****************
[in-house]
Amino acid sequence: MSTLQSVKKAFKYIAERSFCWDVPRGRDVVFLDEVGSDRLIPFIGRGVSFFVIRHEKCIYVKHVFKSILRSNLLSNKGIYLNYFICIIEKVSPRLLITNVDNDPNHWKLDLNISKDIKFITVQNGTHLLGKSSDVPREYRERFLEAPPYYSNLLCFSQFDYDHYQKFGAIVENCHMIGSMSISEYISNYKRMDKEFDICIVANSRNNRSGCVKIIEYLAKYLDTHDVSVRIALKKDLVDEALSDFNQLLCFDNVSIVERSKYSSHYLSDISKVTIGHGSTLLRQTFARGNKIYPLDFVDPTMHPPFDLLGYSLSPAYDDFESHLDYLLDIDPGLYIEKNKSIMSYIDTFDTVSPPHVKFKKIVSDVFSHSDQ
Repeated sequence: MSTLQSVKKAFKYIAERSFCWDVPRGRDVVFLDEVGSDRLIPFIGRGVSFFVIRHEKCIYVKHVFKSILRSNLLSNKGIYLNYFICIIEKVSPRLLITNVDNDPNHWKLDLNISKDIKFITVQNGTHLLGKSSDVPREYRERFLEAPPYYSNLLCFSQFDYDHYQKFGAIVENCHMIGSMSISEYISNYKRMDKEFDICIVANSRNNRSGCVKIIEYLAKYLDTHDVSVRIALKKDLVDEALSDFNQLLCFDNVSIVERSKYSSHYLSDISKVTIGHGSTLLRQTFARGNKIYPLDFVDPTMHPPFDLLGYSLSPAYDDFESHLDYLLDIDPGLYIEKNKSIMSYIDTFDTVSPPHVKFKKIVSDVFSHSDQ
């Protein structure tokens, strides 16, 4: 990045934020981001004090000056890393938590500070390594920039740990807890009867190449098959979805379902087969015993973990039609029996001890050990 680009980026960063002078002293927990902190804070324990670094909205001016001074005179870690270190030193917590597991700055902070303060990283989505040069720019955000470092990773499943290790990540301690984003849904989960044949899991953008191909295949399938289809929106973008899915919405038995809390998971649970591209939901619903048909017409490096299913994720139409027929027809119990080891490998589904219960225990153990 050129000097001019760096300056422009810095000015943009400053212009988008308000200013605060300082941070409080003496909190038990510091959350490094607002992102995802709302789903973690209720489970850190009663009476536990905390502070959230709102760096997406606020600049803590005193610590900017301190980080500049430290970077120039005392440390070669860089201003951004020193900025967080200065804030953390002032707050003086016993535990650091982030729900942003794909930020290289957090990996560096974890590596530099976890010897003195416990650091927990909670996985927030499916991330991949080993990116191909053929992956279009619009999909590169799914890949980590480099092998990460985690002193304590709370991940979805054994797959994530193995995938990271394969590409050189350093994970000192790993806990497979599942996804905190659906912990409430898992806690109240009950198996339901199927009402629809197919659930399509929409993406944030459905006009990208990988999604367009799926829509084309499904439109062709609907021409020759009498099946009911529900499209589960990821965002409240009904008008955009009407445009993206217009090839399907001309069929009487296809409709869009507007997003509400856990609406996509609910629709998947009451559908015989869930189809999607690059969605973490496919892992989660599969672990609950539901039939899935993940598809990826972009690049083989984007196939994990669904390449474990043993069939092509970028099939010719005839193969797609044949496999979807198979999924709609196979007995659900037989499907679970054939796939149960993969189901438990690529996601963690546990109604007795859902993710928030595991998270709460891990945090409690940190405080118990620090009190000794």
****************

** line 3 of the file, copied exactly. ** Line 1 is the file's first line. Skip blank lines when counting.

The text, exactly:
Repeated sequence: MSTLQSVKKAFKYIAERSFCWDVPRGRDVVFLDEVGSDRLIPFIGRGVSFFVIRHEKCIYVKHVFKSILRSNLLSNKGIYLNYFICIIEKVSPRLLITNVDNDPNHWKLDLNISKDIKFITVQNGTHLLGKSSDVPREYRERFLEAPPYYSNLLCFSQFDYDHYQKFGAIVENCHMIGSMSISEYISNYKRMDKEFDICIVANSRNNRSGCVKIIEYLAKYLDTHDVSVRIALKKDLVDEALSDFNQLLCFDNVSIVERSKYSSHYLSDISKVTIGHGSTLLRQTFARGNKIYPLDFVDPTMHPPFDLLGYSLSPAYDDFESHLDYLLDIDPGLYIEKNKSIMSYIDTFDTVSPPHVKFKKIVSDVFSHSDQ